We found a preliminary support for this in the significant correlation between BOLD response in the insula during stimulation with the mesh and burlap textures and social and repetitive behavior deficits as measured by the ADI-R. It should be noted that the correlation coefficients were fairly modest, and P values were not corrected for multiple comparisons. This preliminary evidence, however, raises the possibility that aberrant neural responses to simple sensory stimuli are tied to the social and repetitive behavior abnormalities seen in ASD, the complexities of which are laid upon a much more basic foundation of affective response (rewarding or punishing) to sensory stimulation. Future studies should target the developmental course of affective responses to touch in the context of early social development in infants at risk for ASD.
Because our sample consisted of adults with ASD, we do not know the developmental time course of this aberrant neural signature in response to touch. An accurate representation of the bodily surface develops in the first few years of life [Brownell, Nichols, Svetlova, Zerwas, & Ramani, 2010
], and is important for social and cognitive abilities that necessitate differentiation of self from other [Schütz-Bosbach, Mancini, Aglioti, & Haggard, 2006
] and comparisons between self and other [Meltzoff, 2007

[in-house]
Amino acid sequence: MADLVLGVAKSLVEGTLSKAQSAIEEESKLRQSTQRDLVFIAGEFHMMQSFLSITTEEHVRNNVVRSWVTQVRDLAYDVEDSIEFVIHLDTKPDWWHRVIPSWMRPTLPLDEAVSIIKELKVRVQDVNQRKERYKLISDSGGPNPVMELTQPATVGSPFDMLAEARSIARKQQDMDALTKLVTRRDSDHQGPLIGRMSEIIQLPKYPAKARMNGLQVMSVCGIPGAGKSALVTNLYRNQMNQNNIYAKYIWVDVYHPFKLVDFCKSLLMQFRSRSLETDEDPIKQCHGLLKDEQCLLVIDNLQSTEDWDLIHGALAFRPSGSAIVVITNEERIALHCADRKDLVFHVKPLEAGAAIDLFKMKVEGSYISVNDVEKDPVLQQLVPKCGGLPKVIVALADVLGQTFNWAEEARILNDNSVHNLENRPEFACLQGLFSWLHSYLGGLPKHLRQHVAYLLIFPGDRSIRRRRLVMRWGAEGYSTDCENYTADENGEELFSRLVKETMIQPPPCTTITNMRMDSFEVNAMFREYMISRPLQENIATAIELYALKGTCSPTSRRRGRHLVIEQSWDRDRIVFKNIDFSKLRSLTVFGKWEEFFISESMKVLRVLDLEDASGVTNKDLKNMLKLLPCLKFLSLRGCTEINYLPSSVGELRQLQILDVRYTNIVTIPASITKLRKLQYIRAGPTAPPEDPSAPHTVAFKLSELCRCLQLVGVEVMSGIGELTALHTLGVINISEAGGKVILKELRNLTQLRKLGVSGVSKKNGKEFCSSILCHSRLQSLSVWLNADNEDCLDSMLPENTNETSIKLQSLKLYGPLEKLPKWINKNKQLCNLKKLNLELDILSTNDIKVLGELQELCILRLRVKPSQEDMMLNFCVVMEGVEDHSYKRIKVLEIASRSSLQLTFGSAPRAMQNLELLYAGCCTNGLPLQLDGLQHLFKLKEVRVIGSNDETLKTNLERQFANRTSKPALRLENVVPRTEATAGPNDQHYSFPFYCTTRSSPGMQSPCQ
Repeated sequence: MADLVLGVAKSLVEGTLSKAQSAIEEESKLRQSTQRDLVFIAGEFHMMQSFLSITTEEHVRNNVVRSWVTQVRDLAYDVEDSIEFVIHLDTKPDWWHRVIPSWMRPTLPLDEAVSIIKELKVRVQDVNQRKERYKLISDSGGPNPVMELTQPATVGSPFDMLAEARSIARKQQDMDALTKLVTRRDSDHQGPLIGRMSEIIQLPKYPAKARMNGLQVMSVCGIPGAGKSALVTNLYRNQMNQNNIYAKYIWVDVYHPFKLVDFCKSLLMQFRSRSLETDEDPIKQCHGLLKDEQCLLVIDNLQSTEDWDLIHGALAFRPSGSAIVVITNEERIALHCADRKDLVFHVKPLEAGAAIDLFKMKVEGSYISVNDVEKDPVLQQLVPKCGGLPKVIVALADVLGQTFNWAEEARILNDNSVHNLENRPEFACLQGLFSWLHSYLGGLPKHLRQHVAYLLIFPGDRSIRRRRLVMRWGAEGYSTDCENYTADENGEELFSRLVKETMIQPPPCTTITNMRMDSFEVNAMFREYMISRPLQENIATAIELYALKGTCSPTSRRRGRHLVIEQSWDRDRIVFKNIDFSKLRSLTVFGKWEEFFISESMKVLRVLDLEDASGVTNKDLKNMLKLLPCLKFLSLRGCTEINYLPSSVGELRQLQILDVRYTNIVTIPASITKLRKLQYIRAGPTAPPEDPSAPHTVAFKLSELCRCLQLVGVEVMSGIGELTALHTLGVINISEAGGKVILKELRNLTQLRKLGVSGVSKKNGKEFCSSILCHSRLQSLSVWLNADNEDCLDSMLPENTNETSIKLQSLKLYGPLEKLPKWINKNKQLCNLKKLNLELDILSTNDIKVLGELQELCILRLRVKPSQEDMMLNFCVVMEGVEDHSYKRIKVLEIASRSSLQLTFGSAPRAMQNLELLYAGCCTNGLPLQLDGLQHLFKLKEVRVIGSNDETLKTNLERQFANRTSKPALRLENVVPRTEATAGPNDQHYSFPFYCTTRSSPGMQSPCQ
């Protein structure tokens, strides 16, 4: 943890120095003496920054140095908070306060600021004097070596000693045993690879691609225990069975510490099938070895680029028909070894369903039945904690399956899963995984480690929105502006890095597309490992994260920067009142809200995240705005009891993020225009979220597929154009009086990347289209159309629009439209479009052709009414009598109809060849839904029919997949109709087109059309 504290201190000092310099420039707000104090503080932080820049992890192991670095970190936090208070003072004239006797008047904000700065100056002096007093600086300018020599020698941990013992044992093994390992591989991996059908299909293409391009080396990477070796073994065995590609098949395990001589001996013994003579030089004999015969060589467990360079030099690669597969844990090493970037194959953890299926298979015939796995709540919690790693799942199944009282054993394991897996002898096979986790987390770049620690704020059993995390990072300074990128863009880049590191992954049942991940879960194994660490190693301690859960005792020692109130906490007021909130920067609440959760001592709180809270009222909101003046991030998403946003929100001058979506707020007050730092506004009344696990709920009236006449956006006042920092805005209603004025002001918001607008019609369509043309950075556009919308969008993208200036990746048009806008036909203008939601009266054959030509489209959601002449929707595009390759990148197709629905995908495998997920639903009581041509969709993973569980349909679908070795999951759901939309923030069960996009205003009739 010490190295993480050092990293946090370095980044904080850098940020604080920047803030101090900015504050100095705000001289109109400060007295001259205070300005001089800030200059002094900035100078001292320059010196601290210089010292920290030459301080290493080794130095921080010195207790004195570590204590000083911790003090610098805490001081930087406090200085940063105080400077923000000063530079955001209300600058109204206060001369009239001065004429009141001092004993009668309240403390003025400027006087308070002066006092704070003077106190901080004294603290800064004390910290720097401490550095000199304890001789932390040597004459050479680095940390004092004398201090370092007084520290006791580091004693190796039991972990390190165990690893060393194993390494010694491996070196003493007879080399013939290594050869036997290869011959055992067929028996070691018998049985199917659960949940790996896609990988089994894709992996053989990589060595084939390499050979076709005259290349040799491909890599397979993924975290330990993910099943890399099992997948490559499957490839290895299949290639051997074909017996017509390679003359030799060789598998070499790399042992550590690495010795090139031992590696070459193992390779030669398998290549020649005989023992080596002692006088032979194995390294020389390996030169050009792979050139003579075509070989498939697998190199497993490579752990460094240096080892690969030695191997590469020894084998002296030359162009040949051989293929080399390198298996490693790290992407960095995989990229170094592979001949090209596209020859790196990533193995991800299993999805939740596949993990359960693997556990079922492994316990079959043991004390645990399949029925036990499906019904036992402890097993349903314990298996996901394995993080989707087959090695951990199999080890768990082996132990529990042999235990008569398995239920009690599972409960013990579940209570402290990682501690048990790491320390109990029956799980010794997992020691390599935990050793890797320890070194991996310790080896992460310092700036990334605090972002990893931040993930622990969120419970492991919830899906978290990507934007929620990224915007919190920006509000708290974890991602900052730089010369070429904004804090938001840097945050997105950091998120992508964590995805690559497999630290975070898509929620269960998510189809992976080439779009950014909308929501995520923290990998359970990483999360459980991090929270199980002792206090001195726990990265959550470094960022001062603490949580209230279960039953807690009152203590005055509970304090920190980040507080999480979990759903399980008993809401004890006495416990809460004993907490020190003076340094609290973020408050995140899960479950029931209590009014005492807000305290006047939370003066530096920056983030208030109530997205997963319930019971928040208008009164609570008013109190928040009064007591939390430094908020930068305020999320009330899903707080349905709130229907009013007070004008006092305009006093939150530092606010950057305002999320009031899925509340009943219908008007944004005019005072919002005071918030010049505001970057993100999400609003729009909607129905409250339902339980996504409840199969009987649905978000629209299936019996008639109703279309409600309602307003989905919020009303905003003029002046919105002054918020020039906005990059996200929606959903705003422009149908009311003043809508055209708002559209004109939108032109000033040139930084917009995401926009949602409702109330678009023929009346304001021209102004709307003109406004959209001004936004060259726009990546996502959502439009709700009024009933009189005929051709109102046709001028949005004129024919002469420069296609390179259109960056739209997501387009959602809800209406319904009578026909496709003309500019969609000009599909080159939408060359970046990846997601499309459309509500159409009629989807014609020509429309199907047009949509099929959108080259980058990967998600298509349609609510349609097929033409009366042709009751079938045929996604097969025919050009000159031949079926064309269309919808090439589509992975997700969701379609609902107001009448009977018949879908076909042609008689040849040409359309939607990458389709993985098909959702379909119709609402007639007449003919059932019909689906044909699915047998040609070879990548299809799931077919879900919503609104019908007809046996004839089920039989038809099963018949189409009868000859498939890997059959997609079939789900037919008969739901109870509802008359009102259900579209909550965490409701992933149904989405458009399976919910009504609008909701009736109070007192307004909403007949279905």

], which may be precursors to more complex social skills such as understanding others as intentional agents [Gallese, 2003
], and making inferences about others’ emotions, experiences, or intentions. These skills are among those impacted by the social deficits that define ASD. Further study of the impact of altered touch perception between the ages of two and three, when explicit topographic representation of the bodily surface emerges, [Brownell et al., 2010
] will provide important clues to how touch perception is linked to social behavior during development.
It was somewhat surprising to find such different neural response patterns in light of the similar perceptual reports of perceived pleasantness and roughness of the textures between the two groups. It is possible that the single stimulation in the psychophysical task was evaluated differently than the affective properties of the repeated stimulation in the scanner. It is also possible that the variability in the ASD pleasantness and roughness judgments obscured differences that might have been significant in a larger and/or less variable sample. Given the high IQ of our ASD sample and the straightforward nature of visual analog scale ratings, we do not attribute this discrepancy to impaired comprehension of the psychophysical task instructions. A limitation of our approach was the use of manual rather than automated brushing, which likely introduced variability in stimulation. Future work will replicate this study using an automated stimulator that will allow more complete control of speed and force of stimulation.